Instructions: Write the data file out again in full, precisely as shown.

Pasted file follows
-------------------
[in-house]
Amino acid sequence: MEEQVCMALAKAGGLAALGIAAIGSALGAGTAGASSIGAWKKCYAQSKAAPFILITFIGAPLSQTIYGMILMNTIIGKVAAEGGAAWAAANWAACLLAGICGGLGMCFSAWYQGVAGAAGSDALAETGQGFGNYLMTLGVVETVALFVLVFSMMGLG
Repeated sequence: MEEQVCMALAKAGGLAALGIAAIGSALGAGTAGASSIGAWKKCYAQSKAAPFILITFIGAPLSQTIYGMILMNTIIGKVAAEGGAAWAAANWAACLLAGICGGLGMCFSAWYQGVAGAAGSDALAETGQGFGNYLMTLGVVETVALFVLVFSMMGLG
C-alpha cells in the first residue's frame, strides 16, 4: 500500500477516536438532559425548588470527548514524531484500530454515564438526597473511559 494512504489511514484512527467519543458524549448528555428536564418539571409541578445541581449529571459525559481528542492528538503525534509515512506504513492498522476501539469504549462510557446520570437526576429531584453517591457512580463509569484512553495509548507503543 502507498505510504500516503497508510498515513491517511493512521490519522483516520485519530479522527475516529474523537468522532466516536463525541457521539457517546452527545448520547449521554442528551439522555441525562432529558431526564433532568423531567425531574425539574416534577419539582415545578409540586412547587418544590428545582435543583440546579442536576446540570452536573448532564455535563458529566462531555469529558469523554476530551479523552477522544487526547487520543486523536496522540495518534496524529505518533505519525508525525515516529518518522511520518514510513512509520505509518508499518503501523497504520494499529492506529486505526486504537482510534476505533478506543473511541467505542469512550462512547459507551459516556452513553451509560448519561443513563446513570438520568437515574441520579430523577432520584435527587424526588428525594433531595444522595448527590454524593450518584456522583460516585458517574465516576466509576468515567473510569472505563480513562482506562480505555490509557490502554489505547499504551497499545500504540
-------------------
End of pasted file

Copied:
[in-house]
Amino acid sequence: MEEQVCMALAKAGGLAALGIAAIGSALGAGTAGASSIGAWKKCYAQSKAAPFILITFIGAPLSQTIYGMILMNTIIGKVAAEGGAAWAAANWAACLLAGICGGLGMCFSAWYQGVAGAAGSDALAETGQGFGNYLMTLGVVETVALFVLVFSMMGLG
Repeated sequence: MEEQVCMALAKAGGLAALGIAAIGSALGAGTAGASSIGAWKKCYAQSKAAPFILITFIGAPLSQTIYGMILMNTIIGKVAAEGGAAWAAANWAACLLAGICGGLGMCFSAWYQGVAGAAGSDALAETGQGFGNYLMTLGVVETVALFVLVFSMMGLG
C-alpha cells in the first residue's frame, strides 16, 4: 500500500477516536438532559425548588470527548514524531484500530454515564438526597473511559 494512504489511514484512527467519543458524549448528555428536564418539571409541578445541581449529571459525559481528542492528538503525534509515512506504513492498522476501539469504549462510557446520570437526576429531584453517591457512580463509569484512553495509548507503543 502507498505510504500516503497508510498515513491517511493512521490519522483516520485519530479522527475516529474523537468522532466516536463525541457521539457517546452527545448520547449521554442528551439522555441525562432529558431526564433532568423531567425531574425539574416534577419539582415545578409540586412547587418544590428545582435543583440546579442536576446540570452536573448532564455535563458529566462531555469529558469523554476530551479523552477522544487526547487520543486523536496522540495518534496524529505518533505519525508525525515516529518518522511520518514510513512509520505509518508499518503501523497504520494499529492506529486505526486504537482510534476505533478506543473511541467505542469512550462512547459507551459516556452513553451509560448519561443513563446513570438520568437515574441520579430523577432520584435527587424526588428525594433531595444522595448527590454524593450518584456522583460516585458517574465516576466509576468515567473510569472505563480513562482506562480505555490509557490502554489505547499504551497499545500504540